Created | Updated Nov 14, 2011
In a normal year, February gets very short shrift indeed. Whereas the other months are afforded the luxury of 30 or even 31 days to make their mark, little February must make do with a paltry 28. In order to make some small reparation for this, when an extra day is required, it is February which is given the honour of hosting it.
The occasional 'extra day' is caused by an astronomical mismatch between the length of time it takes for the Earth to rotate around the sun (a year) and the amount of time for the Earth to rotate on its own axis (a day1). The ancients realised that the year does not divide into a whole number of days - in fact it is approximately 365 and a quarter days - so they introduced the concept of the 'leap year', adding a day to February one year in every four. In the calendar devised by Julius Caesar and adopted by the early Christians, if the number of the year AD divides by four, it is a leap year2.
This reckoning was good enough for over a thousand years, but then in the late 16th Century the very clever (some would say finicky) Aloysius Lilius and Christopher Clavius recognised that the days had 'drifted' in the year since early times. That was because the quarter-day was also an approximation; in fact the extra part is nearer 0.2425 of a day. They proposed, with the support of Pope Gregory XIII, that a century year should only be a leap year when divisible by 400 - so 2000 is a leap year, but 1900 was not and 2100 will not be. The change to the Gregorian calendar resulted in ten days3 being skipped to get back in step with the time of Christ's birth. This corrected calendar, known as the Gregorian, is the one in use in the West today.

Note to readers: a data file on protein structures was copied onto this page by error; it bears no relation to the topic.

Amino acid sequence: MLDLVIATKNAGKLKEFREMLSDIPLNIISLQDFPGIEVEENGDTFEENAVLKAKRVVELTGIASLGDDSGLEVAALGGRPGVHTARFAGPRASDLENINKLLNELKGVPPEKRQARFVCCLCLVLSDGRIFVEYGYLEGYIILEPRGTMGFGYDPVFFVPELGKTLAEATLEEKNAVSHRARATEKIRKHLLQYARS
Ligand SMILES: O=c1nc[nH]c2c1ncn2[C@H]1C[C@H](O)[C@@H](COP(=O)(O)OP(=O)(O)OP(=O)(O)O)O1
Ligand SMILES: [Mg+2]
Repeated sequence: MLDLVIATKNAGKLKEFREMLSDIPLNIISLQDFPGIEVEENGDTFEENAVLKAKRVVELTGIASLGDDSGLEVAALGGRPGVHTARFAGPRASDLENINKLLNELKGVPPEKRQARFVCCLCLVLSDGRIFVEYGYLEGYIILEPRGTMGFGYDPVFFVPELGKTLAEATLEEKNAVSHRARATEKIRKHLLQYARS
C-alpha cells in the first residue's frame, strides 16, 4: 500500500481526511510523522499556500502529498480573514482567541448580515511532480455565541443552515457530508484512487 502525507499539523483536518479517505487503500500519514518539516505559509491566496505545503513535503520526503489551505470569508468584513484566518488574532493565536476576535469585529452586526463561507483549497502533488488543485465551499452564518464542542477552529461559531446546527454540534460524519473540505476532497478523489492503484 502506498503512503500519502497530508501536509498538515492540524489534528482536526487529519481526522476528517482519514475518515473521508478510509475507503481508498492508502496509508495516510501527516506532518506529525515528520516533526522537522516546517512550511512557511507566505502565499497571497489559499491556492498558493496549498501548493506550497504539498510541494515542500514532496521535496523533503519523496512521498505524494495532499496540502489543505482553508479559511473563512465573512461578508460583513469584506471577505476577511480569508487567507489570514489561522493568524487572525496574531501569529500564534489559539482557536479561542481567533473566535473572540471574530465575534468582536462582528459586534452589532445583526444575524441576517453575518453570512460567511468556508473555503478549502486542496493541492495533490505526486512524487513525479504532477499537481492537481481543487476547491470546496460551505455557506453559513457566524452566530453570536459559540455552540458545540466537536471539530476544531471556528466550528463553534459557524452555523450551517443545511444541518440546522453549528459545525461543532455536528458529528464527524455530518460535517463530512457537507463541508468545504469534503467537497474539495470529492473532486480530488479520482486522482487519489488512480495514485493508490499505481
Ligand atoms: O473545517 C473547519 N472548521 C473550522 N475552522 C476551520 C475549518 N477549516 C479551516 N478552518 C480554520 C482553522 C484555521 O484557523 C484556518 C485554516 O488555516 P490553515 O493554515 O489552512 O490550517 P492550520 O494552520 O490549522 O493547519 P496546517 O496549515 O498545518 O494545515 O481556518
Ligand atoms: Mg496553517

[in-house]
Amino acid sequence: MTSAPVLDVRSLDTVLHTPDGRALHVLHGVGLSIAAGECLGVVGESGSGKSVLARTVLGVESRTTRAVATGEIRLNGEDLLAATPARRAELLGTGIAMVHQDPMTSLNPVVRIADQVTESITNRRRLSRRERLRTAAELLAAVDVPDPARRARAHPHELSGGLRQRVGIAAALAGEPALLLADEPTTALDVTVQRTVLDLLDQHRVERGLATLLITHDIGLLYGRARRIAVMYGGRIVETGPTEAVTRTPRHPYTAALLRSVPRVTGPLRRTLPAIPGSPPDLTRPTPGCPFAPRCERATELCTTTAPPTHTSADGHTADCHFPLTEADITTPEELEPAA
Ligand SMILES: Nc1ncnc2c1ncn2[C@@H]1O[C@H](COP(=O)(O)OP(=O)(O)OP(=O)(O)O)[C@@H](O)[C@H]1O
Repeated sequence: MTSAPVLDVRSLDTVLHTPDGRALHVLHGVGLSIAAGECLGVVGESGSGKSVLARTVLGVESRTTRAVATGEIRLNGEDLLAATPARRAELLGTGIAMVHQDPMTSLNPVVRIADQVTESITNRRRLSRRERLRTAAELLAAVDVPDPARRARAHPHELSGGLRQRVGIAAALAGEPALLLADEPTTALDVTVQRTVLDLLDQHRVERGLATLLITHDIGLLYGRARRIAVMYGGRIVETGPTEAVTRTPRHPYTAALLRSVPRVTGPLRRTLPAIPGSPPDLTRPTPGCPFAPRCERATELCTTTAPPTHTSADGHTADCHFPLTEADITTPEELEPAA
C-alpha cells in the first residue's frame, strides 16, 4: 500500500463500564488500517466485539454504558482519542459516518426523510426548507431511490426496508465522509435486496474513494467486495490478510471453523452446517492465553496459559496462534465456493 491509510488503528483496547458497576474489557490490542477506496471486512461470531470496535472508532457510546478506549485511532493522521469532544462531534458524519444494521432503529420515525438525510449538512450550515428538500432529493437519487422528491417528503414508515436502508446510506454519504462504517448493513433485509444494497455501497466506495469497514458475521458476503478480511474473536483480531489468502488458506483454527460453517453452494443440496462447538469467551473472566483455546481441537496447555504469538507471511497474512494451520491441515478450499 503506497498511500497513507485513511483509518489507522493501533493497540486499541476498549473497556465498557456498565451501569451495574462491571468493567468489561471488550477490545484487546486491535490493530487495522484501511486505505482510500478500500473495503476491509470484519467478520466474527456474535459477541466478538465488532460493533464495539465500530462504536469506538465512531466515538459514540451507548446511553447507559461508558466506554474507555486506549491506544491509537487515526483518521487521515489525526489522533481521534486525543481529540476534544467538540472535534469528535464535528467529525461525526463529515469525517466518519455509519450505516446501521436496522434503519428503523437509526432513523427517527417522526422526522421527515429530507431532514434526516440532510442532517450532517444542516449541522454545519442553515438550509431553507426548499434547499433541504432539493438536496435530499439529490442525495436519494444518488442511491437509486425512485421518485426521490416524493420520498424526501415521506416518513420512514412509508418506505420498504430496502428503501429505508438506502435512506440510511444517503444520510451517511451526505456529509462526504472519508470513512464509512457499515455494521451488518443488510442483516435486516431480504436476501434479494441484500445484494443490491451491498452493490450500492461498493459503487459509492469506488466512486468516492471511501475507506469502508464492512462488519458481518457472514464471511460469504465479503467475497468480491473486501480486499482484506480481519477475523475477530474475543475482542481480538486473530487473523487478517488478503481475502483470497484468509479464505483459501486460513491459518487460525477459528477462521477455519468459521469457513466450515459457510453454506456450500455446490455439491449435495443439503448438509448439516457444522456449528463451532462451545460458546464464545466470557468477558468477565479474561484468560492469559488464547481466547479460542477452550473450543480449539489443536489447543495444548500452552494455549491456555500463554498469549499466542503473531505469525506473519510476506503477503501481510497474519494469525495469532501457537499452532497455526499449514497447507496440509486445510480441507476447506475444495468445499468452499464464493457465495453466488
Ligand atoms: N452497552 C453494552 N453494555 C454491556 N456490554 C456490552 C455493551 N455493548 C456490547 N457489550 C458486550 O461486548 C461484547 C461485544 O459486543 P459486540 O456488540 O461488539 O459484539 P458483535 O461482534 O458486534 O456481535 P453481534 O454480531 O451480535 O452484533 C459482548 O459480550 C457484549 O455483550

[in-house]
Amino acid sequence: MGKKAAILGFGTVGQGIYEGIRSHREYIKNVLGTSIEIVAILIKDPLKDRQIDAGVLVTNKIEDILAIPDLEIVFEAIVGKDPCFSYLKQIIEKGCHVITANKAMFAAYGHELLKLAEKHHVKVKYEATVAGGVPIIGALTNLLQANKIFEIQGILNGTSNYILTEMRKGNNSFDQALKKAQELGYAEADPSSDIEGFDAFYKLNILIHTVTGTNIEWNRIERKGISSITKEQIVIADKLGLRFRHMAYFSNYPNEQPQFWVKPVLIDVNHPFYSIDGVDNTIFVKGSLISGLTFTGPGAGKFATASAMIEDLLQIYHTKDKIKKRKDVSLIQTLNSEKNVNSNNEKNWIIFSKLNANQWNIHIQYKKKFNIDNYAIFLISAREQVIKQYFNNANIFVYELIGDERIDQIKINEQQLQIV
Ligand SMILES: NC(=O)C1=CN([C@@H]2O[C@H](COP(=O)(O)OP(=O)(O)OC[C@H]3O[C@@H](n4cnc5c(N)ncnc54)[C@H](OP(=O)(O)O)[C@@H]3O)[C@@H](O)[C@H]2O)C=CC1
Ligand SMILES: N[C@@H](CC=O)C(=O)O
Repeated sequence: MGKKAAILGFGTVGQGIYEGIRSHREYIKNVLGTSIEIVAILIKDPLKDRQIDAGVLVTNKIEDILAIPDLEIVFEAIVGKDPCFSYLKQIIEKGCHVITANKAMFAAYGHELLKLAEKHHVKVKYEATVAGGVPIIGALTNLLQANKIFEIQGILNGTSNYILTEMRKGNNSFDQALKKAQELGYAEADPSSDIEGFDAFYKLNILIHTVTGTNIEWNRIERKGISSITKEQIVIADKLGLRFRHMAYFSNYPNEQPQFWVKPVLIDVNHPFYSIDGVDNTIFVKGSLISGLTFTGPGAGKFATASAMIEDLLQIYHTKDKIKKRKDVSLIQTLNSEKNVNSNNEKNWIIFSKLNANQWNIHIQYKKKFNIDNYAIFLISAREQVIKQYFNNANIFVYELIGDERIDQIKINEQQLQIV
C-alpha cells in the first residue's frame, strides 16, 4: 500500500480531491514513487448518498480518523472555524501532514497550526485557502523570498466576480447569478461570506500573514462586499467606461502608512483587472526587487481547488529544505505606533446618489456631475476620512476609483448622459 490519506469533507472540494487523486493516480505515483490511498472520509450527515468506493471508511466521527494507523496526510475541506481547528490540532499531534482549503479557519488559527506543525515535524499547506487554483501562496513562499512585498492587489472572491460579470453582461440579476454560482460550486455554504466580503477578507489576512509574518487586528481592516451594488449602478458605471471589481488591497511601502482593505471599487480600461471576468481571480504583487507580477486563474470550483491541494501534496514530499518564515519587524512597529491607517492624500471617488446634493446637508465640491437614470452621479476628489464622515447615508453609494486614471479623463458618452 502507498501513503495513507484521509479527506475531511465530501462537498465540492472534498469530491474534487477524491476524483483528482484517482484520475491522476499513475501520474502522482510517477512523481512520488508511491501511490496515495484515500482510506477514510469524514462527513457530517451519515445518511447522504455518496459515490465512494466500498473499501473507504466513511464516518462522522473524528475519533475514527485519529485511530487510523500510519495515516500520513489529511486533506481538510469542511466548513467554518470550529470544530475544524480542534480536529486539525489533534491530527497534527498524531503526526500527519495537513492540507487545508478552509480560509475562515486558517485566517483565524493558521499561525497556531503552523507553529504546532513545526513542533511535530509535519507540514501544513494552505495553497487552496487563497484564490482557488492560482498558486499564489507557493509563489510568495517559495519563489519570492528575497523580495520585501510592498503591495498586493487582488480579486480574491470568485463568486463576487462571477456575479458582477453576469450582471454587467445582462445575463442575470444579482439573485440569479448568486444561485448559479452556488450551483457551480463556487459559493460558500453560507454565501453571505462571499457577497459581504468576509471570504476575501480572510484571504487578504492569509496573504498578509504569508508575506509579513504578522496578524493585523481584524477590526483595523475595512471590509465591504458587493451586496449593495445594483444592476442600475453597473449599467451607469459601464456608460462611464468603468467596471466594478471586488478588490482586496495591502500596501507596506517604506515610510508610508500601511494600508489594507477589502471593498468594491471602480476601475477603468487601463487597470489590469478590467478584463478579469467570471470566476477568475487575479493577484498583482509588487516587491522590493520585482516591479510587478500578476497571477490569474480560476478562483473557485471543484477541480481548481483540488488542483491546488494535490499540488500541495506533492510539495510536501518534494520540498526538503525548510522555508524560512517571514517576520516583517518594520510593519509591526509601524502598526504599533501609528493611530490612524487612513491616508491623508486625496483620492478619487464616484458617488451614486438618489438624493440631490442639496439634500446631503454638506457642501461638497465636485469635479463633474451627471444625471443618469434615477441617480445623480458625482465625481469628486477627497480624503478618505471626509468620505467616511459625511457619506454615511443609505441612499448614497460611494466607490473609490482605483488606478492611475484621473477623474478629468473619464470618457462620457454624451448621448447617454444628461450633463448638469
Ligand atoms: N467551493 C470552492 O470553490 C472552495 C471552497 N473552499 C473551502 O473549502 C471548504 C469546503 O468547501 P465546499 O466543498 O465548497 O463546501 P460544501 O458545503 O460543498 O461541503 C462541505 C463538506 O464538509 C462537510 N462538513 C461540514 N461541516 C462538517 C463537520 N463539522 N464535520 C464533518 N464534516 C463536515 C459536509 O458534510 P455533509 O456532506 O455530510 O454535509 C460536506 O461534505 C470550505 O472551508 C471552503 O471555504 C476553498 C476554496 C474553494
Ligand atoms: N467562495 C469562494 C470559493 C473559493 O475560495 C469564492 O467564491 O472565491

At least two remnants of the old Julian calendar can still be found in modern parlance. The Russian revolution of 1917 is referred to as the 'October Revolution', even though it began on 7 November. This is because the Russian Tsars continued with the Julian calendar for over three centuries, so in their terms the date was 25 October. Another standard-bearer for privilege and tradition, Cambridge University, was equally loath to update its practices and kept to its traditional term-times when the calendar was shifted, with the famous result that May Week4 is in June.
If you were born on 29 February then you share your birthday with:
- Born 1468 - Pope Paul III (1534 - 1549).
- Born 1792 - Gioacchino Rossini - Italian opera composer who wrote The Barber of Seville and William Tell.
- Born 1896 - William A Wellman - director of the first film to win an Oscar (1928) Wings.
- Born 1904 - Jimmy Dorsey - clarinetist and bandleader.
- Born 1908 - Balthus - French painter.
- Born 1928 - Joss Ackland - British character actor.
And finally, on 29 February 1228, Scottish women were legally allowed to propose to their loved ones.